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Still Standing

Hand’s longtime farm center has survived changing business climates

April 12, 2009
By RICHARD NILSEN/The Leader-Herald

GLEN - When Lynwood J. Hand moved his farm supplies store to the family farm property in this hamlet in April 1984, he had an open house. On April 25, he's doing it again.

The L.J. Hand Farm Center opened in 1967 in Fultonville and moved to the intersection of Route 30A and County Highway 161 in 1969. It was there until 1984, when he moved the store about a half-mile east onto the family property. This month marks the 25th anniversary of the store's relocation.

Hand's niece, Sandra Borden, works in the office at the store.

Article Photos

The Leader-Herald/Bill Trojan

Lynwood J. Hand, the owner of L. J. Hand Farm Center in Glen, places a control lever unit on a shelf at his store Tuesday.

"He has old-fashioned values," Borden said. "He built this store up from nothing. I'm very proud of him. At 76 years old, he still works 24-seven."

Borden said when customers come into the store, they are certain Hand will have the answers to their questions.

Hand's office overlooks the showroom and counter. When a customer came to inquire about a particular part, the counter person asked Hand, who replied, "It's right back here on the shelf -been waiting to be picked up for months."

Randall Implement Company Store Manager Wes Ostrander, who has worked in the Fultonville store for 20 years, said Hand is an institution.

"He's a complement to our business," Ostrander said. "He has a tremendous inventory with vast quantities of stuff accumulated over the years."

Ostrander said Hand has a wealth of knowledge to impart to his customers.

"He is to be commended for surviving in the business climates we've gone through," he said.

Hand said things have changed considerably since he first opened the store.

"Back then, most of the business, probably three-quarters, was dairy," Hand said. "Now it's down to one-half."

Hand said he sees the family farms dying out, with "weekend farmers," "dirt farmers," commercial operations, truckers and municipal customers taking their place.

"Pretty soon, only the Amish will have family farms," he said. "But we'll keep plugging away."

Hand said the current economic downturn is accentuated for farmers due to low milk prices.

"How can a farmer make it getting only $9 or $10 [per hundred weight] for his milk?" he asked. "Our sales here are decent, but the purchases are smaller and money changing hands is less."

Hand said he also carries a lot of credit for his customers, who stay loyal. Peter VanDenburgh was a customer with a dairy farm in Johnstown and has worked for Hand for nearly 15 years, said VanDenburgh.

"Most everything here is done the old-fashioned way," VanDenburgh said. "There are no computers here. If the power goes down, we're still in business."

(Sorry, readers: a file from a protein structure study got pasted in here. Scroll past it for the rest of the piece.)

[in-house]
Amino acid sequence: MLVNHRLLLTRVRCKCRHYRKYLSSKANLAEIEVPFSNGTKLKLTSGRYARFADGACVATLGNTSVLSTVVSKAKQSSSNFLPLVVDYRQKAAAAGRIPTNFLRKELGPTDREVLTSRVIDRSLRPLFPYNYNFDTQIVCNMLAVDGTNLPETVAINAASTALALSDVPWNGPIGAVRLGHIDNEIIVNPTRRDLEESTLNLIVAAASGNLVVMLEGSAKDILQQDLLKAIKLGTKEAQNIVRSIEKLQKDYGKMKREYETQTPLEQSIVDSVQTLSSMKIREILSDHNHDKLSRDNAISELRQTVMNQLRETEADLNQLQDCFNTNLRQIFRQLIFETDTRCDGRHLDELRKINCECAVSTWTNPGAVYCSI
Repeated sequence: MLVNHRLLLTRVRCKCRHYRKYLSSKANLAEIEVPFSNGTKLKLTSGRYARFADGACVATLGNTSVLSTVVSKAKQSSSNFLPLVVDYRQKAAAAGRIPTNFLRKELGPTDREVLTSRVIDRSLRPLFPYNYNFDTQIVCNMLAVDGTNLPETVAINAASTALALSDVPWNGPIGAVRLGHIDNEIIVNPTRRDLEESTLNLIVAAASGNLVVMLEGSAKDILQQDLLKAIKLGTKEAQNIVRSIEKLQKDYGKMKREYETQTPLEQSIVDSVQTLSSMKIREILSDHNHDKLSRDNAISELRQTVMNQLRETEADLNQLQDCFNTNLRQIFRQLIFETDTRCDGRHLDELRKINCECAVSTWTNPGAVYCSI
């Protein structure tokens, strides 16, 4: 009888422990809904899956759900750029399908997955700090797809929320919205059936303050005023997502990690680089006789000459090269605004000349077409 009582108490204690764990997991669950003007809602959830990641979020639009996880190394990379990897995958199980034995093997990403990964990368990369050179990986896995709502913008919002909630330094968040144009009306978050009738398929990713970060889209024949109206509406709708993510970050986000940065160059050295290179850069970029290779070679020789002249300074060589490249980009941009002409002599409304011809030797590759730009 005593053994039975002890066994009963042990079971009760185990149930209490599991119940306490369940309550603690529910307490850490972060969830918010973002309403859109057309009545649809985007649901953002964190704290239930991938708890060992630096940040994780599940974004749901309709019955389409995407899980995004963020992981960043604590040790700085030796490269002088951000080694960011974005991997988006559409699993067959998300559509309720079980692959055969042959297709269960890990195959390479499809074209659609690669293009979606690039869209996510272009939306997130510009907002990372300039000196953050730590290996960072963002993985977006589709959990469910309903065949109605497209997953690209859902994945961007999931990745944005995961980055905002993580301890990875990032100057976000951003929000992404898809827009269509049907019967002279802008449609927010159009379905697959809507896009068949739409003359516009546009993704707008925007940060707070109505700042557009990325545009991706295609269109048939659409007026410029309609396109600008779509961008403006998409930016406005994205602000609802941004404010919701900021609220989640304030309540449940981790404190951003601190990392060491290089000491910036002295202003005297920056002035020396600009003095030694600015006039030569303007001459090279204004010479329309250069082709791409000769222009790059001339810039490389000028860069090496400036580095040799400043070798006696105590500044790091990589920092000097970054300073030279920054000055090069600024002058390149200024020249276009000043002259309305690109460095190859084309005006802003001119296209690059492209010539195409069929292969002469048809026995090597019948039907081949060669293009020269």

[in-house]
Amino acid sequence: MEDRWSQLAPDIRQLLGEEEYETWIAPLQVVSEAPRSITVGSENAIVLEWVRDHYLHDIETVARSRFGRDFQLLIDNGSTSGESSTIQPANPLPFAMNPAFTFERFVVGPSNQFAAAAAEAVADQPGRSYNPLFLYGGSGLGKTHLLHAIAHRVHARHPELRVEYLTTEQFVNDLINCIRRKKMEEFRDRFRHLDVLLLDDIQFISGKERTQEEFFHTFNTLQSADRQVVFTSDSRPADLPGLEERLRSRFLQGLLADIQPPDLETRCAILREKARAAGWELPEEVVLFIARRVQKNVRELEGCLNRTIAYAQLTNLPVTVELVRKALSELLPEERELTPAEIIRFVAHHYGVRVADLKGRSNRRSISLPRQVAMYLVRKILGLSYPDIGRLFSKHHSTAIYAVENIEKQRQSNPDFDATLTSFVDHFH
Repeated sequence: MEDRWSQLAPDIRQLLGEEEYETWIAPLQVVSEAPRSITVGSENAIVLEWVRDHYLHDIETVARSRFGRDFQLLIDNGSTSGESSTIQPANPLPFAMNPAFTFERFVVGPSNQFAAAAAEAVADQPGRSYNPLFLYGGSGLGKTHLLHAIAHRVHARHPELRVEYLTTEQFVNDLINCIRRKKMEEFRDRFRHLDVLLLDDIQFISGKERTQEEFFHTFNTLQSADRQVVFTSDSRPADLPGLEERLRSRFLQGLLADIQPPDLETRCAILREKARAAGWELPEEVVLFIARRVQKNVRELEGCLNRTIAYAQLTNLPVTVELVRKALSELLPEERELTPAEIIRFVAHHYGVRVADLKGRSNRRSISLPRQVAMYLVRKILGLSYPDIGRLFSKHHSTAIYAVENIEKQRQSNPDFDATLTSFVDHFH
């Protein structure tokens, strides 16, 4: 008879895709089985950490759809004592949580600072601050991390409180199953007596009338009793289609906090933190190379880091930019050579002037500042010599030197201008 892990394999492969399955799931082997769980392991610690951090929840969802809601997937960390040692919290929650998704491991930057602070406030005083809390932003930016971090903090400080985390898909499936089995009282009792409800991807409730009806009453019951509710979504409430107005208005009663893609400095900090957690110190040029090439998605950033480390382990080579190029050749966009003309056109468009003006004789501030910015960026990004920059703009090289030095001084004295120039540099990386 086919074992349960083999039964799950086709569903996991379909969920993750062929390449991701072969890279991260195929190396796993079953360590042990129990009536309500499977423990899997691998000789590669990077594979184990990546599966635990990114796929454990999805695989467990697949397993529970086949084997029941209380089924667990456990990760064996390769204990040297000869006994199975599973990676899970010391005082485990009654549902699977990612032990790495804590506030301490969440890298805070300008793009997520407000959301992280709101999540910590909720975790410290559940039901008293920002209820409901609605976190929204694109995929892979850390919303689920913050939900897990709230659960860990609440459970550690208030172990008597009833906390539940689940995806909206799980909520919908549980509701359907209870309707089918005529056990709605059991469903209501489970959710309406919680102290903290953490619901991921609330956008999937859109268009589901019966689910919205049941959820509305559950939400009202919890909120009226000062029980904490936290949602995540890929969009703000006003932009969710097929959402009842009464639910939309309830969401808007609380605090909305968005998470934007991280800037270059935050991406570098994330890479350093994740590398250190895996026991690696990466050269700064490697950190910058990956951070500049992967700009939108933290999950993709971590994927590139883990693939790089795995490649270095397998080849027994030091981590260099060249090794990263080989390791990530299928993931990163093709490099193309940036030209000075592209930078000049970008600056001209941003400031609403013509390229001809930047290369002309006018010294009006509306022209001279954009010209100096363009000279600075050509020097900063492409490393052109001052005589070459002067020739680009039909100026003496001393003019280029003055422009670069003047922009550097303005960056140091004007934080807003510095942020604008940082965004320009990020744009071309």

VanDenburgh pointed out a 12-volt battery that would power the lighting at the counter. Inventory is on paper, not a computer.

Asked about the recession the country faced, Hand had a quick reply.

"Dairy farmers are already in a depression," he said. "The Amish are the future of farming. Them and the giant corporations."

Hand said even big farms had a lot of financial and regulatory pressure from government oversight that he felt was too restrictive.

"It boggles my mind what goes on in Washington," he said.

Ray Dykeman of Dykeman and Sons in Fultonville said he or one of his employees is at Hand's store almost daily.

"This whole area would be lost without [Hand]," he said. "I know some people who travel 70 or 80 miles because they know he will have what they need."

Dykeman said he had been doing business with Hand since about 1970, and the supplier is important to the Dykeman's agriculture enterprise.

"I can't say enough good about him," he said. "He is very reputable."

Hand said his store didn't sell tractors or do repair, but rather sold parts for machinery and everything else agriculturally related.

"We get requests for parts from places like Randall [Implement] when they are working on the odder tractors," he said. "I also spend a lot of time giving advice."

Hand's roots in the area stretch back to Marcus Hand, historically the first permanent settler in Glen.

"John Johnson's [the son of Sir William Johnson] men burned his house," Hand said of his ancestor from the Revolutionary War era.

Before the store, Hand said his family started with dairy, then had a turkey farm named Turkey Haven from 1948 to 1963. He still has the road sign on his back wall as a reminder of where he came from.

"It's hard for farmers," he said. "Even dirt farmers need some other income."

Hand understands difficult times. He said as a child growing up in the 1930s, his overalls "could stand up on their own, they had so many patches."

Despite difficult economic times and his age, Hand has no plans to quit.

"I'll just keep plugging," he said. "I'll keep working until I can't anymore."

Richard Nilsen is a general assignment reporter and can be reached at



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